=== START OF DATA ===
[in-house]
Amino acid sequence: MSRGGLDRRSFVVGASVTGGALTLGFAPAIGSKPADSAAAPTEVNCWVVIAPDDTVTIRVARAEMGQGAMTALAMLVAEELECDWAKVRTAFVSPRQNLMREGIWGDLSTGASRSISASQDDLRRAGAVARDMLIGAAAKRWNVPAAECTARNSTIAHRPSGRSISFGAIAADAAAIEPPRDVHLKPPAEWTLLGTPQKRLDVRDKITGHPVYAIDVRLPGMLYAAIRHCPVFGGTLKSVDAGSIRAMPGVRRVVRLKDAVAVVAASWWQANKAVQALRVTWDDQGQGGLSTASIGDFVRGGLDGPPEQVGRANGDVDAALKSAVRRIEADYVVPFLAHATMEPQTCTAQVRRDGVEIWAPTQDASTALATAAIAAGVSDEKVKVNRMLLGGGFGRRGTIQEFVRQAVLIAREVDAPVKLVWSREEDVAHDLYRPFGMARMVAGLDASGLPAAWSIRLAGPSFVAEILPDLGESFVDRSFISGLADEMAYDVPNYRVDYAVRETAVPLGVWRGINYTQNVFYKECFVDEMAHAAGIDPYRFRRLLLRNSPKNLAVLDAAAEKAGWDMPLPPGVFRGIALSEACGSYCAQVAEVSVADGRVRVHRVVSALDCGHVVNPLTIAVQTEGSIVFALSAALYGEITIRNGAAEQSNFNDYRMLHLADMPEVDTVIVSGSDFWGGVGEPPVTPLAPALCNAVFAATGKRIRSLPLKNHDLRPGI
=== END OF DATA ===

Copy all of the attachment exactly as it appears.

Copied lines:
[in-house]
Amino acid sequence: MSRGGLDRRSFVVGASVTGGALTLGFAPAIGSKPADSAAAPTEVNCWVVIAPDDTVTIRVARAEMGQGAMTALAMLVAEELECDWAKVRTAFVSPRQNLMREGIWGDLSTGASRSISASQDDLRRAGAVARDMLIGAAAKRWNVPAAECTARNSTIAHRPSGRSISFGAIAADAAAIEPPRDVHLKPPAEWTLLGTPQKRLDVRDKITGHPVYAIDVRLPGMLYAAIRHCPVFGGTLKSVDAGSIRAMPGVRRVVRLKDAVAVVAASWWQANKAVQALRVTWDDQGQGGLSTASIGDFVRGGLDGPPEQVGRANGDVDAALKSAVRRIEADYVVPFLAHATMEPQTCTAQVRRDGVEIWAPTQDASTALATAAIAAGVSDEKVKVNRMLLGGGFGRRGTIQEFVRQAVLIAREVDAPVKLVWSREEDVAHDLYRPFGMARMVAGLDASGLPAAWSIRLAGPSFVAEILPDLGESFVDRSFISGLADEMAYDVPNYRVDYAVRETAVPLGVWRGINYTQNVFYKECFVDEMAHAAGIDPYRFRRLLLRNSPKNLAVLDAAAEKAGWDMPLPPGVFRGIALSEACGSYCAQVAEVSVADGRVRVHRVVSALDCGHVVNPLTIAVQTEGSIVFALSAALYGEITIRNGAAEQSNFNDYRMLHLADMPEVDTVIVSGSDFWGGVGEPPVTPLAPALCNAVFAATGKRIRSLPLKNHDLRPGI